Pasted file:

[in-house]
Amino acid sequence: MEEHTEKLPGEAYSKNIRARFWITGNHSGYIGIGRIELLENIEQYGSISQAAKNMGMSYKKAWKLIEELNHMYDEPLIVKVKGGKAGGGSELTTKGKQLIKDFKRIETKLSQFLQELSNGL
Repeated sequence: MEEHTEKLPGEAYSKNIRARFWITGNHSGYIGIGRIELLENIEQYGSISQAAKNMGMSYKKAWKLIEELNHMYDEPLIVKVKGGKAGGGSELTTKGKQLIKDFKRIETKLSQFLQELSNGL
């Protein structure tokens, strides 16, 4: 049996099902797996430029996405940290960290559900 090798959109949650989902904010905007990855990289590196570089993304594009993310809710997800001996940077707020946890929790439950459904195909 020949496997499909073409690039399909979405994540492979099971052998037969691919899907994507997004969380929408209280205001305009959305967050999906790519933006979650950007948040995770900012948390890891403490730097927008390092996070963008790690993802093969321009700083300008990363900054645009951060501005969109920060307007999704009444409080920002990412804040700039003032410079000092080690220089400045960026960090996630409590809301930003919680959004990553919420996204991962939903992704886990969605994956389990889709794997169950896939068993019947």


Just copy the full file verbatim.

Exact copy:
[in-house]
Amino acid sequence: MEEHTEKLPGEAYSKNIRARFWITGNHSGYIGIGRIELLENIEQYGSISQAAKNMGMSYKKAWKLIEELNHMYDEPLIVKVKGGKAGGGSELTTKGKQLIKDFKRIETKLSQFLQELSNGL
Repeated sequence: MEEHTEKLPGEAYSKNIRARFWITGNHSGYIGIGRIELLENIEQYGSISQAAKNMGMSYKKAWKLIEELNHMYDEPLIVKVKGGKAGGGSELTTKGKQLIKDFKRIETKLSQFLQELSNGL
């Protein structure tokens, strides 16, 4: 049996099902797996430029996405940290960290559900 090798959109949650989902904010905007990855990289590196570089993304594009993310809710997800001996940077707020946890929790439950459904195909 020949496997499909073409690039399909979405994540492979099971052998037969691919899907994507997004969380929408209280205001305009959305967050999906790519933006979650950007948040995770900012948390890891403490730097927008390092996070963008790690993802093969321009700083300008990363900054645009951060501005969109920060307007999704009444409080920002990412804040700039003032410079000092080690220089400045960026960090996630409590809301930003919680959004990553919420996204991962939903992704886990969605994956389990889709794997169950896939068993019947």